12-U Practice Plan 1

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Practice Length: 1 Hour

Best Practices for Long-term Development:

  • Continue to focus on teaching the framework for sportsmanship, being a good teammate, and how much FUN baseball is—regardless of the age group.
  • Your overall developmental goal as a coach should be instilling Effort-based Feedback vs. Results-based Feedback. This game is about “Journey” and not the “Results.”
  • Players of all ages who focus on the results of their efforts oftentimes learn to base their confidence and self-esteem on whether or not their input is positive or negative. This mindset creates insecure inconsistent athletes. Learning/Growth vs. Results/Stats is a critical philosophy that needs to be integrated into their daily life at this point. Failure & struggles are opportunities to grow.
  • 12-U is further up the maturity scale, which means that the retention of information will be more prevalent, but patience is still the key when it comes to the athletic development.
  • Teach responsibility, prepping for High School: check the practice schedule and plans, understand where they need to be and when. Less handholding.
  • The growth within this age group, much like the 10-U, is anything but uniform; so remember to focus on one-on-one mentoring and teaching. Help them grow toward being “their” best!
  • Back parents off! The players are ultimately responsible for having their equipment, snacks, water, etc. The player should also carry their own equipment from the car to the field. Sounds simple, but it’s shocking how many parents do everything for their children. We need to place that responsibility on the athlete. They’ll survive if they forget their water. But they’re also more apt not to forget it next time so long as mom or dad doesn’t go buy it for them.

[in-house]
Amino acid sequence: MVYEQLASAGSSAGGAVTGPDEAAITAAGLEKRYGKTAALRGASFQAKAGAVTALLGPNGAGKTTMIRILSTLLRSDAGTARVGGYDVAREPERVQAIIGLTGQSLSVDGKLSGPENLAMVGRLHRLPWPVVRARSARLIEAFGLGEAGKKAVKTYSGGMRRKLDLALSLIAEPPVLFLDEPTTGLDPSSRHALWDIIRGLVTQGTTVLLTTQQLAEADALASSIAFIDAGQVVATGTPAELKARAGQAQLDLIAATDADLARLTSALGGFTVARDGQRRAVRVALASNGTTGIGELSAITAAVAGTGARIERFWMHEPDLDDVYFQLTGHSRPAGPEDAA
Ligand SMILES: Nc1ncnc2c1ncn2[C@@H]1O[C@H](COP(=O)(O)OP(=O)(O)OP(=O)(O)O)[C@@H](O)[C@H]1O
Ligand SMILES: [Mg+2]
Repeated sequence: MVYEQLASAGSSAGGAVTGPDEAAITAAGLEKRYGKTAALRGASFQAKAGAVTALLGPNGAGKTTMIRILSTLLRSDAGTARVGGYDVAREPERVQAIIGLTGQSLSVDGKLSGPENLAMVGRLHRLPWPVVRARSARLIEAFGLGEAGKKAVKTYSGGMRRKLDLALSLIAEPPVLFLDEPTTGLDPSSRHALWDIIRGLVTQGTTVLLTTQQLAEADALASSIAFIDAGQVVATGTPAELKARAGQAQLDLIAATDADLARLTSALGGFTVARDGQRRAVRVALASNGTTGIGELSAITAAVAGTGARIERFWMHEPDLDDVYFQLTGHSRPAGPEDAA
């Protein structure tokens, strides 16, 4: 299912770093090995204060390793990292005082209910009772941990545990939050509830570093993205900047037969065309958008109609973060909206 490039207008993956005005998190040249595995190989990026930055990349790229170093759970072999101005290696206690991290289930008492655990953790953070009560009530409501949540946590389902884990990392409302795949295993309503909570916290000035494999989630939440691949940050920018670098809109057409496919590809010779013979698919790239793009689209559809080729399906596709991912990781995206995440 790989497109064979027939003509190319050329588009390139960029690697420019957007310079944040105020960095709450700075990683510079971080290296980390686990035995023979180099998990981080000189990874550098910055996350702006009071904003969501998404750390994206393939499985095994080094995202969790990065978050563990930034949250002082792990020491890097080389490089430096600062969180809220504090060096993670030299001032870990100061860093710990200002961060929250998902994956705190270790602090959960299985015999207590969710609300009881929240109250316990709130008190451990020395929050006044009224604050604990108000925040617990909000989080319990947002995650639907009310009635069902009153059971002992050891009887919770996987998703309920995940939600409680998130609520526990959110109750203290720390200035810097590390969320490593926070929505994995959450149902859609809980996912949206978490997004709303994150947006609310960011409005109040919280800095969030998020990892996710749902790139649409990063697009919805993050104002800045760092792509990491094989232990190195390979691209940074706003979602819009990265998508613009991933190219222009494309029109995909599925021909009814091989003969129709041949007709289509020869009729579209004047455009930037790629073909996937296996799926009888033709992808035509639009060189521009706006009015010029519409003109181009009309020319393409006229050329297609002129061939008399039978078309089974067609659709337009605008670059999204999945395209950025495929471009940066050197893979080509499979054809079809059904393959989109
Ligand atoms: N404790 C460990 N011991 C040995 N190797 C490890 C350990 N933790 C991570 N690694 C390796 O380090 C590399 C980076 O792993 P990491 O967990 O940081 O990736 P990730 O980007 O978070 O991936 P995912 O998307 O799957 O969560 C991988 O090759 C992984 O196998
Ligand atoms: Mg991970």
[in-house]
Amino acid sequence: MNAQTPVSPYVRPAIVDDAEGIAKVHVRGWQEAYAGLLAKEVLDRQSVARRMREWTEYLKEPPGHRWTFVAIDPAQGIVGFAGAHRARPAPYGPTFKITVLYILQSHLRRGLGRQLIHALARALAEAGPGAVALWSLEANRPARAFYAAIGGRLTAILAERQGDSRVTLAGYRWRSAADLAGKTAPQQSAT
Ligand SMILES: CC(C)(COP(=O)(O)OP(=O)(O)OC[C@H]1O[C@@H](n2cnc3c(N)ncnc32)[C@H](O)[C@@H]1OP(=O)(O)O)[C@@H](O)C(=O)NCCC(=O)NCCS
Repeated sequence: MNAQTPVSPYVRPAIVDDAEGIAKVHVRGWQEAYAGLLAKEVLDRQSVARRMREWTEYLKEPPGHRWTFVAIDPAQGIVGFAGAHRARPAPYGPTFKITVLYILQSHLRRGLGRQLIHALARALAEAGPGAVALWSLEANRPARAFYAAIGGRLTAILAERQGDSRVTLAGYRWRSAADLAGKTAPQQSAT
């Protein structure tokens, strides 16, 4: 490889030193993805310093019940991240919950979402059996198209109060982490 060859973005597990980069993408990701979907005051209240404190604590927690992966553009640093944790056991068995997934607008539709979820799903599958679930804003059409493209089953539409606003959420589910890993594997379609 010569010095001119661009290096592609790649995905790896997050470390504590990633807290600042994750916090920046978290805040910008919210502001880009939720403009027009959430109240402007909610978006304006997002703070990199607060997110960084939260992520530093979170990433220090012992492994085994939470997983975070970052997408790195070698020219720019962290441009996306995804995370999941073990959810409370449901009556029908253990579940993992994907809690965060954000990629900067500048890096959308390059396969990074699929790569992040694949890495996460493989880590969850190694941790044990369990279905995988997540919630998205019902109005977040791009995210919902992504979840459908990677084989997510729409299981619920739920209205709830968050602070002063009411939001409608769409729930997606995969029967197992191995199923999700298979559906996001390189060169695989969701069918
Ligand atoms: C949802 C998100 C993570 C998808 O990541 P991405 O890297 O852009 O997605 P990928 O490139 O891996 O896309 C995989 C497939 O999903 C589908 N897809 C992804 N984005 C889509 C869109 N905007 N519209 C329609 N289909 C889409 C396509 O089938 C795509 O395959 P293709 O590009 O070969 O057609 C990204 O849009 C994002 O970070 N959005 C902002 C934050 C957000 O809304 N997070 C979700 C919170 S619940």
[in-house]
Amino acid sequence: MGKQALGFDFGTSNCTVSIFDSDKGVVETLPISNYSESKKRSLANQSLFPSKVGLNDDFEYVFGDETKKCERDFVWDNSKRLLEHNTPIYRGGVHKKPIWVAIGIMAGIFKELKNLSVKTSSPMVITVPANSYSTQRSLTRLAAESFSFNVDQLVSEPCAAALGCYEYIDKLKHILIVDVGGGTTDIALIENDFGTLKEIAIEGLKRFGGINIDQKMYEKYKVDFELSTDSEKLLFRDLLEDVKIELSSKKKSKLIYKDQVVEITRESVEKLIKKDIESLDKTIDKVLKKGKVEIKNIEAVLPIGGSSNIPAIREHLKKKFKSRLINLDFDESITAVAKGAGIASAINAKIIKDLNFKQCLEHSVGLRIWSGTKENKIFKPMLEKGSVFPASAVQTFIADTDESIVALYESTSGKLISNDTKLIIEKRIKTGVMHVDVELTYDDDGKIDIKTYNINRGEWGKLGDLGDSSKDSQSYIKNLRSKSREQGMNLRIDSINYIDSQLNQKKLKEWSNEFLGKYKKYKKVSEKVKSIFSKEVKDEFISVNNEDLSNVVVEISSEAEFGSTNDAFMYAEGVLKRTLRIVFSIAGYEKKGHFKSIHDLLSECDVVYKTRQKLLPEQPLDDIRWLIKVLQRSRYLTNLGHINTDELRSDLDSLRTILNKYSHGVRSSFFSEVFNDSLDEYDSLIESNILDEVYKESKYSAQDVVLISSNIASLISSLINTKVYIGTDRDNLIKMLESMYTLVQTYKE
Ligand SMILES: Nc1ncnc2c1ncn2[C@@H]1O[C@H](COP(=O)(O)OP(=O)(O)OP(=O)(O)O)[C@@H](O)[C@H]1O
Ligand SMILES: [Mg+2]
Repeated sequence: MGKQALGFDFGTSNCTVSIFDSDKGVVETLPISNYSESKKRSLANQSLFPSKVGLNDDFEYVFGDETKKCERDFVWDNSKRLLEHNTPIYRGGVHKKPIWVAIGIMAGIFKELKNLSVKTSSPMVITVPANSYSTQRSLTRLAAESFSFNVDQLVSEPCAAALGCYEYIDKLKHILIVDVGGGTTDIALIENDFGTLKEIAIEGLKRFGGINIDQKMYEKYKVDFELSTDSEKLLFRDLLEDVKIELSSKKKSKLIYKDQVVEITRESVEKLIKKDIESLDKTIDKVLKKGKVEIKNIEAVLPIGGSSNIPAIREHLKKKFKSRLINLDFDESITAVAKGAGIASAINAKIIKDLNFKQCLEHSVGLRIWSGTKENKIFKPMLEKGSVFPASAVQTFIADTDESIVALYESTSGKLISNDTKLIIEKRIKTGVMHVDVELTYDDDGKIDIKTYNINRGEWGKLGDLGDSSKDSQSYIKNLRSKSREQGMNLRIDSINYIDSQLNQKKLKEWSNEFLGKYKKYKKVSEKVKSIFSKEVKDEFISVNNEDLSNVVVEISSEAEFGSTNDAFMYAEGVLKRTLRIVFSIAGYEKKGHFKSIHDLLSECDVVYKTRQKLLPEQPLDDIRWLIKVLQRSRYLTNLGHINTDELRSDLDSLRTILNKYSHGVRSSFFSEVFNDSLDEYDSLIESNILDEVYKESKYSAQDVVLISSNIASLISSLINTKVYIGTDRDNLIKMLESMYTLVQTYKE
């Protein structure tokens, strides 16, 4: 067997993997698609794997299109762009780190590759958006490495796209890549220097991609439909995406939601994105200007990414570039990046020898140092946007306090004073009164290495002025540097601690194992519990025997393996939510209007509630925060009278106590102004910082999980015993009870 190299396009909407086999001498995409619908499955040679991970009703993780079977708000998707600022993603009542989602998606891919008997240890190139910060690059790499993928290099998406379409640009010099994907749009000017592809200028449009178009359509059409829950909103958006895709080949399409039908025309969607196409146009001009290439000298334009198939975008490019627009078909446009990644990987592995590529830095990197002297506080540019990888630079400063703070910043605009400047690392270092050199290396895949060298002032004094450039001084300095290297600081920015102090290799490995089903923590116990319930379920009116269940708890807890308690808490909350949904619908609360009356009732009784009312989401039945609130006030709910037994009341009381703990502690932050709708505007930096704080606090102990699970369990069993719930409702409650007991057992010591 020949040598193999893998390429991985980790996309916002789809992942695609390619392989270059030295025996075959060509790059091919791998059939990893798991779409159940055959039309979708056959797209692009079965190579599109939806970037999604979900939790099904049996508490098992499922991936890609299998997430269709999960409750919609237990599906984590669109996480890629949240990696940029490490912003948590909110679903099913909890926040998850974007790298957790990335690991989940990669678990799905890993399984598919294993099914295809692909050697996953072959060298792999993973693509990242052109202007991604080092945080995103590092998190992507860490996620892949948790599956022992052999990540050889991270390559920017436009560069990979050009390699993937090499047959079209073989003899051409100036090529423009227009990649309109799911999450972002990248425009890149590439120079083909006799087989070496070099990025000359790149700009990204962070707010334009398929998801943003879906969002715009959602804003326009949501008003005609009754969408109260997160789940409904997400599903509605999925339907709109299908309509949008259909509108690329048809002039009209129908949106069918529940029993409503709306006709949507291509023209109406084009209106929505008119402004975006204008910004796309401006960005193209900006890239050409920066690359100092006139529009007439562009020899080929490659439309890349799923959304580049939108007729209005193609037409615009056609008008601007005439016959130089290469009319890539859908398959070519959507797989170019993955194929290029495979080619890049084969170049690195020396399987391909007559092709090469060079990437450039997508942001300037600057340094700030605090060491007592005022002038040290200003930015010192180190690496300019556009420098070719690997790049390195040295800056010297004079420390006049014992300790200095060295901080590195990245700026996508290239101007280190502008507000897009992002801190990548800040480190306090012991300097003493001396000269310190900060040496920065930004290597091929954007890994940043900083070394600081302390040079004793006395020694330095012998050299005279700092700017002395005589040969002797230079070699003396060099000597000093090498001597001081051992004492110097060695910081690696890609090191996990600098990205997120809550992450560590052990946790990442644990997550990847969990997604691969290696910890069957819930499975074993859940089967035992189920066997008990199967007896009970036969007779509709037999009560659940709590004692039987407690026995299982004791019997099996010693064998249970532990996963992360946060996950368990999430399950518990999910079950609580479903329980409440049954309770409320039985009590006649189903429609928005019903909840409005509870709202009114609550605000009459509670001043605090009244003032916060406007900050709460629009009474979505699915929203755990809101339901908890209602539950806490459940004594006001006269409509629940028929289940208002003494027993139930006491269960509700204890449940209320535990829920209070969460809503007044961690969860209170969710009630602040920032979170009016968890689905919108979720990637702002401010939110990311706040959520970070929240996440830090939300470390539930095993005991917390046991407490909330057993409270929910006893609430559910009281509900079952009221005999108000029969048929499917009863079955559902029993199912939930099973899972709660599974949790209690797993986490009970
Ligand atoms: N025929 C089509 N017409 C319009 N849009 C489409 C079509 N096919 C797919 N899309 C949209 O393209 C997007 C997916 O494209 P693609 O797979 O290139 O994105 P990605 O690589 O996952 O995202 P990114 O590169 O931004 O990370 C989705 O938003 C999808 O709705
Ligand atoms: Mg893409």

Warm-Up Wiffle Circle: 10 Minutes

YSPN360 Coaching Tip: Build camaraderie and break the ice (and a sweat) by using something fun and simple as the first part of the practice.

YSPN360/Dugout Captain Video(s) to Incorporate

Structured Catch: 10 minutes

YSPN360 Coaching Tip: Take this time to “catch” up on the mechanics: grips, proper footwork and core turn, follow-through, and talk about overuse and injury prevention.

Note: Reiterate the importance of stretching. This age group should be able to lead their own routines, so implement some of the basics early on.

YSPN360/Dugout Captain Video(s) to Incorporate


Defense: 25 Minutes

Groundball/Fly Ball Technique: 25 (split) Minutes

YSPN360 Coaching Tip: Rotate at the halfway mark. Start with the fundamentals at each station. Work on receiving the groundball as well as the fly ball. Mix the groups up to include outfielders and infielder in each.

Note: This will give you an idea of arm strengths and abilities while keeping things loose.

YSPN360/Dugout Captain Video(s) to Incorporate 

Offense: 25 Minutes

Cage Work/Tee Work/Pitchers & Catchers Report: 25 Minutes

YSPN360 Coaching Tip: Take the opportunity of waiting time at the cage to add in a pitching and catching station to the mix. Go over mechanics, foot placement on the rubber, with the pitchers; talk about proper setup for the catchers. Have each pitcher throw 10-15 pitches MAX—at about 60 percent.  

YSPN360/Dugout Captain Video(s) to Incorporate



Home to First: 10 Minutes

YSPN360 Coaching Tip: This is a great way to finish practice with some cardio, but also an opportunity to teach running techniques out of the box that is usually overlooked. Have a coach down at first base too, and work on running through the bag for the first round, and taking the turn during the second round.

YSPN360/Dugout Captain Video(s) to Incorporate

Post-Practice Mentoring/Leadership: 5 Minutes

Discussion: 5 Minutes

  • What was their favorite part of the day—what did they learn?
  • Talk about expectations: being a good teammate, being focused while having FUN.
  • Talk about the next practice: what to expect.
  • Remember: End the practice with a High Five Line—“Good Game!”

YSPN360 Coaching Tip: Life lessons and Mentoring Dialogue, again as with all levels of competition, will play a role at this age, but shouldn’t be something that you’d equate to a college Psych professor’s thesis. Use simple building blocks of knowledge for this group—again, they are more likely to retain at this age—with things like “Being ready to go when practice starts,” or “Don’t forget: this is a game!”

Providing opportunities for responsibility and accountability pave the path for self-sufficient youngsters. That ability alone creates a tremendous amount of confidence in a young person.

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